Today’s Editorial for December 1: Heads should roll

The Caymanian public should be outraged.

Another layer of the Civil Service wage onion has been
peeled and we have learned of more salary increases this year after Premier
McKeeva Bush recommended that all civil servants would take a 3.2 per cent wage
decrease on 1 March.

We use the word ‘onion’ because this situation truly stinks.

We have written before about this subject, but it should now
be clear to all that the civil service hierarchy is out of control.  To
give some employees large pay increases while this country and many other civil
servants suffer through the effects of a budget crisis is not only
irresponsible, it also shows a complete disrespect to the taxpaying people of
the Cayman Islands.

High-level civil servants have effectively thumbed their
noses at the elected representatives of government by ignoring their efforts to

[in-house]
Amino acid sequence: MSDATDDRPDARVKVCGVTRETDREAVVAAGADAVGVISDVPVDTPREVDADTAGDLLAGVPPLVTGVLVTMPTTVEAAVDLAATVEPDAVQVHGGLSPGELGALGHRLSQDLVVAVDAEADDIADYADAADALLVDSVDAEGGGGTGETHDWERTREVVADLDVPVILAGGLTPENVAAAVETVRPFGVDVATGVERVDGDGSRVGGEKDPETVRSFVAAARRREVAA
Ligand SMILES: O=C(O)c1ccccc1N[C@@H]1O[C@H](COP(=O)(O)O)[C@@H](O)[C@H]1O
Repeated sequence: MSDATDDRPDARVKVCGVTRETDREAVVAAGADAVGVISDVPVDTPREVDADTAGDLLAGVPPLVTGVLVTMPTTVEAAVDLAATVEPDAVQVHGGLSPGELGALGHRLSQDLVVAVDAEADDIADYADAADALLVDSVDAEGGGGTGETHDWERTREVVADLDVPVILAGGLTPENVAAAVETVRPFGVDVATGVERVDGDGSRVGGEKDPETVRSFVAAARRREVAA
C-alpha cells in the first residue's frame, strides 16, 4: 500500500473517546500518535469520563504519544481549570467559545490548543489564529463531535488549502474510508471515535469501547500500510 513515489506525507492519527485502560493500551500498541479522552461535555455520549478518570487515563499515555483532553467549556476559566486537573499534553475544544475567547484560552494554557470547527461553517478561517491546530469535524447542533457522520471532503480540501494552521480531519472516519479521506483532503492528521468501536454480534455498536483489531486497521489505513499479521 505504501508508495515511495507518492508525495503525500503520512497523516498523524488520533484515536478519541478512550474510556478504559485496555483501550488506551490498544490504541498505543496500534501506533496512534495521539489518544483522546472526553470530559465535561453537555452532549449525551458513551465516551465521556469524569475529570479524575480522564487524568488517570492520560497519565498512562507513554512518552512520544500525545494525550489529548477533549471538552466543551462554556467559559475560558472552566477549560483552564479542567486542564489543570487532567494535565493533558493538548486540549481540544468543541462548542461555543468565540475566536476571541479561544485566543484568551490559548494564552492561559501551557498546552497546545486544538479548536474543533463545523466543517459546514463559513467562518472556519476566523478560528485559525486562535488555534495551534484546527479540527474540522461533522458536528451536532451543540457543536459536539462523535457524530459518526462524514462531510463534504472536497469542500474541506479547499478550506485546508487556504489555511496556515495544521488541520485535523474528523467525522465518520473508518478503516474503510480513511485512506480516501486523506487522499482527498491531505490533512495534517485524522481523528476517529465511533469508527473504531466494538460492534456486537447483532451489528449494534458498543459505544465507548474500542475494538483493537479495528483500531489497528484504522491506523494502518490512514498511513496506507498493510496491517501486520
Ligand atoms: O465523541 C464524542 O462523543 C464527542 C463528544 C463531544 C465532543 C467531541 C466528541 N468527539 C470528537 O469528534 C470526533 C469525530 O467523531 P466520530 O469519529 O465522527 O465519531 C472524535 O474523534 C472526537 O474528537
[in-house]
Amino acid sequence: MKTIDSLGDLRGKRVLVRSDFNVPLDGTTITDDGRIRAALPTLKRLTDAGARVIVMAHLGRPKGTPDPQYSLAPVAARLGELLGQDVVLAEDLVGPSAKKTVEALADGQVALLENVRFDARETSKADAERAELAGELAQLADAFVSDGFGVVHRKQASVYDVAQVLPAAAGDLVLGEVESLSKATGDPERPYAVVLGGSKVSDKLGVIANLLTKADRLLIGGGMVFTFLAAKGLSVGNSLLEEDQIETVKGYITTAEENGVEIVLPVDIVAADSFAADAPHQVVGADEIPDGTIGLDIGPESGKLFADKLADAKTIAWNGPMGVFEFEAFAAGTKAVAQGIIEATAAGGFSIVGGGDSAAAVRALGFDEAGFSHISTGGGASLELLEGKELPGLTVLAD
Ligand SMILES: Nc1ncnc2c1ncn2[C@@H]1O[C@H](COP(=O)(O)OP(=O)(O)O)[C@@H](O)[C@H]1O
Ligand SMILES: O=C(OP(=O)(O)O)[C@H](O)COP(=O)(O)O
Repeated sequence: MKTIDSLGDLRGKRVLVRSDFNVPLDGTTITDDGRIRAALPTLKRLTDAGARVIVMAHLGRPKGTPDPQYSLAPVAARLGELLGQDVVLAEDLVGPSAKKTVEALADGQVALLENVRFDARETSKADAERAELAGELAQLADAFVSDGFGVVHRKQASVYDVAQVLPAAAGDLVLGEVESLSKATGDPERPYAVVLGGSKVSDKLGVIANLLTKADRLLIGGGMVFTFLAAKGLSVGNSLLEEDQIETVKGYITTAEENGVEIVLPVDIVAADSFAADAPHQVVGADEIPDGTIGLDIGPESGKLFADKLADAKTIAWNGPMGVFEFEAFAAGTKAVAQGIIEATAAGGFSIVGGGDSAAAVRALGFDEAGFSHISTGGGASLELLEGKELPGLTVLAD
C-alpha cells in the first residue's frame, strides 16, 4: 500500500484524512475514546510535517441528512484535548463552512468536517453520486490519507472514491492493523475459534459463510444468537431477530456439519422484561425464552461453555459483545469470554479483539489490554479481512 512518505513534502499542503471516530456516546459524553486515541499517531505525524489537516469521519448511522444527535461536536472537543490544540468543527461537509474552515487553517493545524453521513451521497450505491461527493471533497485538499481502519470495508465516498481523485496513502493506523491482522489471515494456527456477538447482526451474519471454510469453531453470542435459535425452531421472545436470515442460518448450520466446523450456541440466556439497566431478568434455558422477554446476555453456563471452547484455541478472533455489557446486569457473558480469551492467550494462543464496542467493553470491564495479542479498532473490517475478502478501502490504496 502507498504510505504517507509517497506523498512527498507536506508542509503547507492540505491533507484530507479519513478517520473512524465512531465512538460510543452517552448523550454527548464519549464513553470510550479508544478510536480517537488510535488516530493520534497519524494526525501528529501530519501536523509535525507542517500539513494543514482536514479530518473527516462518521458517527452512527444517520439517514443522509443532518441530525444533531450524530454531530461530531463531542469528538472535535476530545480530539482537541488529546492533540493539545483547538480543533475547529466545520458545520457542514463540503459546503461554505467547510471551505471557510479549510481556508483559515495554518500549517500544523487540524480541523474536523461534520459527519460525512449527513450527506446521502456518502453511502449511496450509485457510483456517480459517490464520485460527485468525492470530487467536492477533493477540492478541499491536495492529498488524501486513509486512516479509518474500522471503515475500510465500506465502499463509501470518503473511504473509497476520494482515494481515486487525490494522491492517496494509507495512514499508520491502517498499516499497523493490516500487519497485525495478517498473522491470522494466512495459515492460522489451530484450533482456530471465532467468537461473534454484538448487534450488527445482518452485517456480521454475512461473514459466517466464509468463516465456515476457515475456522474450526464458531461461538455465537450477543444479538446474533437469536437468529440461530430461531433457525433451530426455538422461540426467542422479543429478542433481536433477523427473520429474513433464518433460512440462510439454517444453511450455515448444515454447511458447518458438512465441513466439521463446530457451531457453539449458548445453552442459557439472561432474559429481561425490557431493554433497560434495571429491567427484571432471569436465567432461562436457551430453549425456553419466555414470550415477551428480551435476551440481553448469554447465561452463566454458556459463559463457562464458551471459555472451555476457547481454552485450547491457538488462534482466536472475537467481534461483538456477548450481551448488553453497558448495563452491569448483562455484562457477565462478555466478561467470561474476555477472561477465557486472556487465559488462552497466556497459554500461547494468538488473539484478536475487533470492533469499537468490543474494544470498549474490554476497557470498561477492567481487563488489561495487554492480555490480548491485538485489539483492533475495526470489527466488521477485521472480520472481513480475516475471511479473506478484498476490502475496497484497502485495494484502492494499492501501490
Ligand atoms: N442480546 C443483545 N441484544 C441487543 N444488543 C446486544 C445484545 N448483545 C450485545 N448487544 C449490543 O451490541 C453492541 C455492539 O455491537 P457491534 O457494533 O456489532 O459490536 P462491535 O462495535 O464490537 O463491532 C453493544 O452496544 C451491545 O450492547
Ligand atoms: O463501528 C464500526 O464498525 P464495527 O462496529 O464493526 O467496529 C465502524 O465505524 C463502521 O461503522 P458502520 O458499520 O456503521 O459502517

balance the budget.  They have decided that they know what is best for the
Cayman Islands, despite what anyone else might say.

The country is in a budget crisis and the possibility of
direct taxation still looms. Yet some civil servants received up to 18 per cent
pay increases after other civil servants had to absorb a decrease. Others
received pay raises that simply negated the pay cuts. Many other contract civil
servants have been let go, stressing the Service and reducing its efficiency.

In other places in the world, heads would roll for this, but
in the Cayman Islands, some civil servants can apparently do whatever they want
with indemnity.

This is an unacceptable situation.  One way or the
other, someone must be held responsible for this.

The people of the Cayman Islands should not accept the
elected government’s cry of ‘there’s nothing we can do’.  They are
legislators and if the law doesn’t currently allow for them to dismiss civil
servants for a blatant disregard of the government’s budget balancing efforts,
then they should change the law.  And if it is their contention that only
the governor as the head of the civil service can do something about this
situation, then Cayman’s elected government needs to raise this issue as a
matter of importance with the governor or the Foreign and Commonwealth Office.

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